Criminal Law

What follows are some general questions and answers about criminal law in Florida. If you’d like more information, or you don’t see an answer to the question you want answered, check out our Blog, which is updated every couple of days, and is a searchable guide to many interesting questions about arrest, DUIs, obtaining a lawyer, and other areas of criminal law.

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Some answers about Florida criminal law :

What happens if I get arrested in Florida?

If you’re arrested for a felony, you’ll almost certainly be taken to jail. After you’ve been “processed,” you’ll be given a bail amount (usually called a “bond”) unless you are charged with a very serious crime. Even if you are charged with a very serious crime (even muder, with certain rare exceptions), you’ll be permitted to appear before a judge the next morning, and you’ll be given a bail amount. You may not be able to afford the bail, but you will get one. For less serious, non-violent crimes, you will probably be released on your own recognizance.

What happens if I can’t afford my bail bond?

You’ll be permitted to call a relative or friend or a bail bondsman. Most bail bondsmen will post your bail for you in exchange for ten percent of the total bail amount. The bail bondsman may also ask for collateral.

Am I entitled to a lawyer when I get arrested?

No, though most jails will allow you to call a lawyer (collect) from the jail. You are only entitled to a lawyer if you are being questioned by the police about an alleged crime. If you ask for a lawyer before or during questioning, the police should (though they don’t always) stop asking you questions. If the police don’t stop asking you questions after you ask for a lawyer, the chances are probably good that anything you say after asking for a lawyer can’t be used against you. Here’s a good rule, though: Always ask for a lawyer. It’s a very, very bad idea to talk to the police without a lawyer present.

What happens if I am under the influence of alcohol when I get arrested?

Before you are allowed to get out on bail, you will be given time to sober up.

What happens if I get pulled over and I’m drunk?

If the police officer suspects you are under the influence of drugs or alcohol, y ou will probably be asked to perform exercises (like toughing your nose or reciting the alphabet) to determine if you are fit to drive. If you aren’t able to perform satisfactorily, you’ll probably be taken to the jail or to a police station to be given a “breathalyzer” test. If the “breathalyzer” shows a blood alcohol level of .08 or higher, you will be charged with DUI. Even if your blood alcohol level is less than .08, you may still be charged with DUI, but the decision is up to the arresting officer.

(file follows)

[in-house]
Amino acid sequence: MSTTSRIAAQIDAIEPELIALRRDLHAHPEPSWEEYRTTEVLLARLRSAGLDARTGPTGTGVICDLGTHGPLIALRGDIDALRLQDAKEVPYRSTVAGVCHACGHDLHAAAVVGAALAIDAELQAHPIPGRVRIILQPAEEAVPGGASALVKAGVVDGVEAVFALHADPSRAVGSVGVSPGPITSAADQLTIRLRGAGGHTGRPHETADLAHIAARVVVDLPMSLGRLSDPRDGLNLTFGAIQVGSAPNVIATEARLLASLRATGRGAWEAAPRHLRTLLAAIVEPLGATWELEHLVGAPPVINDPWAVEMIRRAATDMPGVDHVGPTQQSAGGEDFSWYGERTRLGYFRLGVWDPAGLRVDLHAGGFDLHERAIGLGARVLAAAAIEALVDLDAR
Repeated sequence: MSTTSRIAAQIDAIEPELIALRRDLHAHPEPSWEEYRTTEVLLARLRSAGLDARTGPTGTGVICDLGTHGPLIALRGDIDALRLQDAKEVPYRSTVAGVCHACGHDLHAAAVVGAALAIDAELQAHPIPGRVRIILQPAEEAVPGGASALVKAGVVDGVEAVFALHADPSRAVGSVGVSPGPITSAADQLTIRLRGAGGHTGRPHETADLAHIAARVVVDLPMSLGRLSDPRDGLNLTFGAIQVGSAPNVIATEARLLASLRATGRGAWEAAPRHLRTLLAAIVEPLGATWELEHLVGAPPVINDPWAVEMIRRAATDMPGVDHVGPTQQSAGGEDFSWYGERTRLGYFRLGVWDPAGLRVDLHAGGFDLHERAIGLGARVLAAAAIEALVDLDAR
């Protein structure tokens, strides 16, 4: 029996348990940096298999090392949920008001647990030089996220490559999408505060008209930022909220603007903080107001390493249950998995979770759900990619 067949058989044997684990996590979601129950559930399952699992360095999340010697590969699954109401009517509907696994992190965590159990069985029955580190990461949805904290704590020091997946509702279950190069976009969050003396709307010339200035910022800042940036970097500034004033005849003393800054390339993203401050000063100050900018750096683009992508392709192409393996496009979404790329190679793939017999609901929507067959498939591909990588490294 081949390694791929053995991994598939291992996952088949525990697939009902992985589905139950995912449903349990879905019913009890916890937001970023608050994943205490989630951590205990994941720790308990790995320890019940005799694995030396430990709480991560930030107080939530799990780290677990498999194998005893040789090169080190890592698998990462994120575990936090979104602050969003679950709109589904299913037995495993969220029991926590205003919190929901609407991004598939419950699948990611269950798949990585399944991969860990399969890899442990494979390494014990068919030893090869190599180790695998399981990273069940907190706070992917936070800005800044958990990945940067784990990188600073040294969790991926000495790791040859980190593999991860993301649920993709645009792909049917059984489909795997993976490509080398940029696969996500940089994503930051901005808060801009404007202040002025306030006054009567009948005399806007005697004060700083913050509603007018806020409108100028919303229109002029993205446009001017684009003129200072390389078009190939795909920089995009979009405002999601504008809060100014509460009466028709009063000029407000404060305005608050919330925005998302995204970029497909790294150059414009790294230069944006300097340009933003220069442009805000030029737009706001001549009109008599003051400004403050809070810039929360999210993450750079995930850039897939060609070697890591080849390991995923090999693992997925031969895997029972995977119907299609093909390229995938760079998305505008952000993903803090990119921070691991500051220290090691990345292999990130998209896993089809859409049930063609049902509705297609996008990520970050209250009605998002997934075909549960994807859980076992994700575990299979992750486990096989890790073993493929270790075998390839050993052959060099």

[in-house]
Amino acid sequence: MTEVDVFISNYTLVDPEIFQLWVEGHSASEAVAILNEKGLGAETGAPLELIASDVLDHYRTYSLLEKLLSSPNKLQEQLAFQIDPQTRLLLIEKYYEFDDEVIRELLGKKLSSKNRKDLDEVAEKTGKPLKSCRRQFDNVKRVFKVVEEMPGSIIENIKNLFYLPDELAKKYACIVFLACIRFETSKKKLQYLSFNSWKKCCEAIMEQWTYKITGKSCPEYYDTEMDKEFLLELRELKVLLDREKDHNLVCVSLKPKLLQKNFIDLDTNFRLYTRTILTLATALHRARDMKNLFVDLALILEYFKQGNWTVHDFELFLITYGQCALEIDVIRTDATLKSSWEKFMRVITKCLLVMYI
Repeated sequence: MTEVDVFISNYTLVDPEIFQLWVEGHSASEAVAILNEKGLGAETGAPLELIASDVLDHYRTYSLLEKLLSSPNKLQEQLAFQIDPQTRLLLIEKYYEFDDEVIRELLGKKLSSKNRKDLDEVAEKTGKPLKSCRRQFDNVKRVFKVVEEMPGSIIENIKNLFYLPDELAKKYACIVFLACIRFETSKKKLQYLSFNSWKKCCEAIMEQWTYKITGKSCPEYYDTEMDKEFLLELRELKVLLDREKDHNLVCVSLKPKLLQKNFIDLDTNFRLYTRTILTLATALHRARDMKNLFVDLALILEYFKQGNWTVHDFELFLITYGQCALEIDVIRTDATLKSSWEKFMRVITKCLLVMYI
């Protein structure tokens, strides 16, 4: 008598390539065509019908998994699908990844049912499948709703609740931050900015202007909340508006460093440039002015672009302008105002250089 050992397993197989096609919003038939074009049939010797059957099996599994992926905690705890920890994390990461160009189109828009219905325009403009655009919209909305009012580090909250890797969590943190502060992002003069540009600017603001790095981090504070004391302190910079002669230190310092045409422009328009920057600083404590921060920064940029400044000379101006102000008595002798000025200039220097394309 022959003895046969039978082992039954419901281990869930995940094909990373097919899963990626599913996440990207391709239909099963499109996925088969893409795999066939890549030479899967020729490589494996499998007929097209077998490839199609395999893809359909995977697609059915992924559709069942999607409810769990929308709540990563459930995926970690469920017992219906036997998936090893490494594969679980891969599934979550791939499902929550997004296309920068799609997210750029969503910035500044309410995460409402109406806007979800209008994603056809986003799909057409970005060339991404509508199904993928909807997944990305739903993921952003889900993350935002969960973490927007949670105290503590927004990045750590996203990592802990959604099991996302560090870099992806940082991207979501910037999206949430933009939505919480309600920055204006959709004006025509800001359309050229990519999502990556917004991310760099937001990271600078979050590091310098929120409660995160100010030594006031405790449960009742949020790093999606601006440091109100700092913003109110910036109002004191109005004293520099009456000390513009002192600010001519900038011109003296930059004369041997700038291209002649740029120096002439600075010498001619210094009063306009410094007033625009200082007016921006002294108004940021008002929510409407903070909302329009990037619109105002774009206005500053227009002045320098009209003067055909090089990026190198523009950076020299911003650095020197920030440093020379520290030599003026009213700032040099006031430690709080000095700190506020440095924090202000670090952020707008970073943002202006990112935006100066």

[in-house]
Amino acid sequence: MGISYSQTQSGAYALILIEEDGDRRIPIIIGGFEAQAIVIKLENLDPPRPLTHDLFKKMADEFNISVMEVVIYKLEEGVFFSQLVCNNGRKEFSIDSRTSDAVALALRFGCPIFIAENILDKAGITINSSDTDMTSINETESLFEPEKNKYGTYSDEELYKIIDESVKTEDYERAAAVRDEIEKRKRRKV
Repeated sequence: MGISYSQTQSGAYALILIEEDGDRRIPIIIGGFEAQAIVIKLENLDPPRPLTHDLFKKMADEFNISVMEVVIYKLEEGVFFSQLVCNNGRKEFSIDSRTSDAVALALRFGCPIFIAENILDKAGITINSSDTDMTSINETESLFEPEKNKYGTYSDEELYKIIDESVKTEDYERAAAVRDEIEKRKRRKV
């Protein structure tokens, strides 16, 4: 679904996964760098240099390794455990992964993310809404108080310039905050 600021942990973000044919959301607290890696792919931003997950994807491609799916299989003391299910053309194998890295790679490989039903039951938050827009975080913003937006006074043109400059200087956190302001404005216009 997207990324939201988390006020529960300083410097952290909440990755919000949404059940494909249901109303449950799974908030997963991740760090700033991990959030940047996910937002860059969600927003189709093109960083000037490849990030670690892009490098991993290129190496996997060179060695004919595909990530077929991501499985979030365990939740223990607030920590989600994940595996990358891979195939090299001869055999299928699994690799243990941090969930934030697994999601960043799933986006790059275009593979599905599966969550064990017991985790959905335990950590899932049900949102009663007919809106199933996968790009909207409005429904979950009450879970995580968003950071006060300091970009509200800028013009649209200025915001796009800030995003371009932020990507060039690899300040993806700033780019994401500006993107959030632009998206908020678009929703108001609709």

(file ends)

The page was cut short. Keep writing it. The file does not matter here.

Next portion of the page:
Can I or should I refuse the “breathalyzer”?

When you got a Florida driver’s license (or when you agreed to drive in Florida with an out-of-state license), you are required to take the “breathalyzer.” (Don’t believe me? Look on your license.) If you refuse to take the “breathalyzer” test, your license will be suspended for a year, or 18 months if you have refused the test in the past. So should you take the test? Defense attorneys get asked this a lot, and I haven’t heard a good answer (or given one) yet. Failing to take the test is pretty strong evidence against you (why give up your license if you’re not drunk?), not to mention the serious consequences of refusing the test. Tough call, but you are probably better off taking the test.

Do I get a free lawyer to defend me if I’m charged with a crime and I can’t afford a lawyer?

Probably not. If you are indigent (you make very little and you own no property), you may be appointed a public defender, especially if you are charged with a felony. But even public defenders have a charge associated with them. If you cannot pay your public defender fee, it will probably be placed on your credit.

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